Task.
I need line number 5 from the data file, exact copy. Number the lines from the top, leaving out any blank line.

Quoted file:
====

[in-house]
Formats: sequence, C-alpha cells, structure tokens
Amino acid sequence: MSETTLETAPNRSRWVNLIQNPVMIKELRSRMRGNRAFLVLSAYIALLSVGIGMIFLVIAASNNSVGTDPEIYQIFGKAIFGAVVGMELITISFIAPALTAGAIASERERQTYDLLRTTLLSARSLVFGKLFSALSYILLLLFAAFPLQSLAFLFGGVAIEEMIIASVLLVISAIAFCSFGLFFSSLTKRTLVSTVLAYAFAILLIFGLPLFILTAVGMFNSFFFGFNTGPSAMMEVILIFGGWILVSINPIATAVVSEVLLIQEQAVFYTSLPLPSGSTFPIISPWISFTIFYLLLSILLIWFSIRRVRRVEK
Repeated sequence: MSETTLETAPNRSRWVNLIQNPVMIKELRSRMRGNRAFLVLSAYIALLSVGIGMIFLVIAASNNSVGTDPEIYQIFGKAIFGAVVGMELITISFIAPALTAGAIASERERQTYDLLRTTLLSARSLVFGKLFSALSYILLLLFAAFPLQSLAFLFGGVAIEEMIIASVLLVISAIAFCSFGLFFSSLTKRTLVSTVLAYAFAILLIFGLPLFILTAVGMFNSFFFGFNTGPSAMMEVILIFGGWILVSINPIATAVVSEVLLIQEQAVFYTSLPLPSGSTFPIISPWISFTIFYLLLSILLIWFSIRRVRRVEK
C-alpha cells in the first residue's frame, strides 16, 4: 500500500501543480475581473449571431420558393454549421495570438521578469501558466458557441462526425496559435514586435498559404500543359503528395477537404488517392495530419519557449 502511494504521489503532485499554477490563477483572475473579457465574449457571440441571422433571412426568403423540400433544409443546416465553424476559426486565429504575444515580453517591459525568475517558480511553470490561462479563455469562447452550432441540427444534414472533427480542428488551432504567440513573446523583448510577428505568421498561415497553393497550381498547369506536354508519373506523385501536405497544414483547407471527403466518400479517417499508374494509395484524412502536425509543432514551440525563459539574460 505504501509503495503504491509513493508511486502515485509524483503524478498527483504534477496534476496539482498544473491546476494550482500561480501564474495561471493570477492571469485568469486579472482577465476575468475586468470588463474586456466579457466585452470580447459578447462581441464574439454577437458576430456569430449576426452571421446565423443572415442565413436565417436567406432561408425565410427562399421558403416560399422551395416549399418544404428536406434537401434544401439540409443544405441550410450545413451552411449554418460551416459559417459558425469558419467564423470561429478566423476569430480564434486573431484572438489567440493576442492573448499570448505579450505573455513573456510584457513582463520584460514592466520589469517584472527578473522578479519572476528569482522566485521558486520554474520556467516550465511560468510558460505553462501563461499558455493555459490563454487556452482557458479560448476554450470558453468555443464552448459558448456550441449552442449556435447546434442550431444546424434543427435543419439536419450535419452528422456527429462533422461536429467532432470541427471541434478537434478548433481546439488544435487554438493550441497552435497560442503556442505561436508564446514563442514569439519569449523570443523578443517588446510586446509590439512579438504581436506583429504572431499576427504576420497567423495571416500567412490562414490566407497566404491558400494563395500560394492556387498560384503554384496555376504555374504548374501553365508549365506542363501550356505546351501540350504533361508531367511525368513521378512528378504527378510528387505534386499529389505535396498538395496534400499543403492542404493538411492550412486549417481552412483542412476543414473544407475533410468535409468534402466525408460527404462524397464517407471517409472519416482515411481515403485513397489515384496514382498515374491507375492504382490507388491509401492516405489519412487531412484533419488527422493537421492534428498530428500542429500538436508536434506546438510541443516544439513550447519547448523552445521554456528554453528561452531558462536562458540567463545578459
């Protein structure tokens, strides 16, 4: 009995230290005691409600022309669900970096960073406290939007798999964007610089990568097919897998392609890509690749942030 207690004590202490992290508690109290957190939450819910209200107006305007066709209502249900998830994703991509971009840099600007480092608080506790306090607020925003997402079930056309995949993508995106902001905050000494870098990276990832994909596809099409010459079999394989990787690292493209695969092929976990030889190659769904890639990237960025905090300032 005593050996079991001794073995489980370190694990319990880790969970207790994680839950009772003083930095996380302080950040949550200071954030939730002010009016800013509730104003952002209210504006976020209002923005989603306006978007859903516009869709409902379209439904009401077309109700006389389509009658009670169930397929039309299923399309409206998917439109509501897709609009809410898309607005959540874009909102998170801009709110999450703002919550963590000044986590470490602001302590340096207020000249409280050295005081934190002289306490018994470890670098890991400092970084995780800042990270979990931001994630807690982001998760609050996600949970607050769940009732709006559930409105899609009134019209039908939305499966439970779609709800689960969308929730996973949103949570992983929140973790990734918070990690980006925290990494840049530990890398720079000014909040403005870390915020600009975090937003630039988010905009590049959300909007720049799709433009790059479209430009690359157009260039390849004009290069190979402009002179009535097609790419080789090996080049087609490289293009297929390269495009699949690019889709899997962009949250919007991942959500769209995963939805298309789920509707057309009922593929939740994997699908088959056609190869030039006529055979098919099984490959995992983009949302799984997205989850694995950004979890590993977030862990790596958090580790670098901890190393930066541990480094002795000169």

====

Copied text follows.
C-alpha cells in the first residue's frame, strides 16, 4: 500500500501543480475581473449571431420558393454549421495570438521578469501558466458557441462526425496559435514586435498559404500543359503528395477537404488517392495530419519557449 502511494504521489503532485499554477490563477483572475473579457465574449457571440441571422433571412426568403423540400433544409443546416465553424476559426486565429504575444515580453517591459525568475517558480511553470490561462479563455469562447452550432441540427444534414472533427480542428488551432504567440513573446523583448510577428505568421498561415497553393497550381498547369506536354508519373506523385501536405497544414483547407471527403466518400479517417499508374494509395484524412502536425509543432514551440525563459539574460 505504501509503495503504491509513493508511486502515485509524483503524478498527483504534477496534476496539482498544473491546476494550482500561480501564474495561471493570477492571469485568469486579472482577465476575468475586468470588463474586456466579457466585452470580447459578447462581441464574439454577437458576430456569430449576426452571421446565423443572415442565413436565417436567406432561408425565410427562399421558403416560399422551395416549399418544404428536406434537401434544401439540409443544405441550410450545413451552411449554418460551416459559417459558425469558419467564423470561429478566423476569430480564434486573431484572438489567440493576442492573448499570448505579450505573455513573456510584457513582463520584460514592466520589469517584472527578473522578479519572476528569482522566485521558486520554474520556467516550465511560468510558460505553462501563461499558455493555459490563454487556452482557458479560448476554450470558453468555443464552448459558448456550441449552442449556435447546434442550431444546424434543427435543419439536419450535419452528422456527429462533422461536429467532432470541427471541434478537434478548433481546439488544435487554438493550441497552435497560442503556442505561436508564446514563442514569439519569449523570443523578443517588446510586446509590439512579438504581436506583429504572431499576427504576420497567423495571416500567412490562414490566407497566404491558400494563395500560394492556387498560384503554384496555376504555374504548374501553365508549365506542363501550356505546351501540350504533361508531367511525368513521378512528378504527378510528387505534386499529389505535396498538395496534400499543403492542404493538411492550412486549417481552412483542412476543414473544407475533410468535409468534402466525408460527404462524397464517407471517409472519416482515411481515403485513397489515384496514382498515374491507375492504382490507388491509401492516405489519412487531412484533419488527422493537421492534428498530428500542429500538436508536434506546438510541443516544439513550447519547448523552445521554456528554453528561452531558462536562458540567463545578459